Books > Old Books > Kipps (1905)


Page 105

THE UNEXPECTED

dinary state of mind. It was Chitterlow. Of course, it was Chitterlow who had told him first of the whole thing! The playwright was marching buoyantly along a cross street. His nose was in the air, the yachting cap was on the back of his head, and the large freckled hand grasped two novels from the library, a morning newspaper, a new hat done up in paper, and a lady's net bag full ofonions and tomatoes....
He passed out of sight behind the wine-merchant's at the corner, as Kipps decided to hurry forward and tell him of the amazing change in the Order of the Universe that had just occurred.
Kipps uttered a feeble shout, arrested as it began, and waved his umbrella. Then he set off at a smart pace in pursuit. He came round the corner, and Chitterlow had gone; he hurried to the next, and there was no Chitterlow; he turned back unavailingly, and his eyes sought some other possible corner. His hand fluttered to his mouth, and he stood for a space on the pavement edge, staring about him. No good !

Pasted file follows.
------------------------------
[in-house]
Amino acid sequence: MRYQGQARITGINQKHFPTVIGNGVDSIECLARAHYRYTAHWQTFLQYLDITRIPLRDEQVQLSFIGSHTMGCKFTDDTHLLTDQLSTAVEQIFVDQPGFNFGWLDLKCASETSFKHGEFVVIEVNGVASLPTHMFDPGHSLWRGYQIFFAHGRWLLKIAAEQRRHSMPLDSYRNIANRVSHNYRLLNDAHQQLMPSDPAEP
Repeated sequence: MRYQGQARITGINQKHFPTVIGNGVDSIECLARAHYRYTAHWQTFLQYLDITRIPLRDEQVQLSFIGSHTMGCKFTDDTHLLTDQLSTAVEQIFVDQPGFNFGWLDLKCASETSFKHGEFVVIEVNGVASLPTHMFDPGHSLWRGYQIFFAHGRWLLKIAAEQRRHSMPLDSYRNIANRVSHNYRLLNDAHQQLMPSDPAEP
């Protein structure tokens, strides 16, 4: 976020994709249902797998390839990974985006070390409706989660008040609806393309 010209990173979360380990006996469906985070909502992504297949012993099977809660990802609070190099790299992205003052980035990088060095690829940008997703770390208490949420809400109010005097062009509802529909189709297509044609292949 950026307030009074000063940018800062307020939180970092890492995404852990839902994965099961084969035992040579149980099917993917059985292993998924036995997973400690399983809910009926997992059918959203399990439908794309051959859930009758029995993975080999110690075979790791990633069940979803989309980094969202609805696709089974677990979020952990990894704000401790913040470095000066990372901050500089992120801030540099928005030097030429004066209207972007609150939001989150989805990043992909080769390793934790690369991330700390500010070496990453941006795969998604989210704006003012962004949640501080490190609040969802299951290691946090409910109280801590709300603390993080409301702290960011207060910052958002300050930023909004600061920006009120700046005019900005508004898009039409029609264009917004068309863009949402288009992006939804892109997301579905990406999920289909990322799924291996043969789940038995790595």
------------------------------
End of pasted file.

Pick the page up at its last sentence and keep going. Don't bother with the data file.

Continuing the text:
But the sight of Chitterlow was a wholesome thing, it connected events together, joined him on again to the past at a new point, and that was what he so badly needed....
It was all right-all right.
He became suddenly very anxious to tell everybody at the Emporium, absolutely everybody, all about it. That was what wanted doing. He felt that telling was the thing to make this business real. He gripped his umbrella about the middle, and walked very eagerly.
He entered the Emporium through the Manchester department. He flung open the door (over whose ground glass he had so recently, in infinite apprehension, watched the nose of Chitterlow), and discovered the second apprentice and Pearce in conversation. Pearce was prodding his hollow tooth with a pin and talking in fragments about the distinctive characteristics of Good Style.
Kipps came up in front of the counter.
`I say,' he said. `What d'yer think?'
`What?' said Pearce over the pin.
'Guess.'
`You've slipped out because Teddy's in London.'
`Something more.'
`What?'
`Been left a fortune.' .

travel books: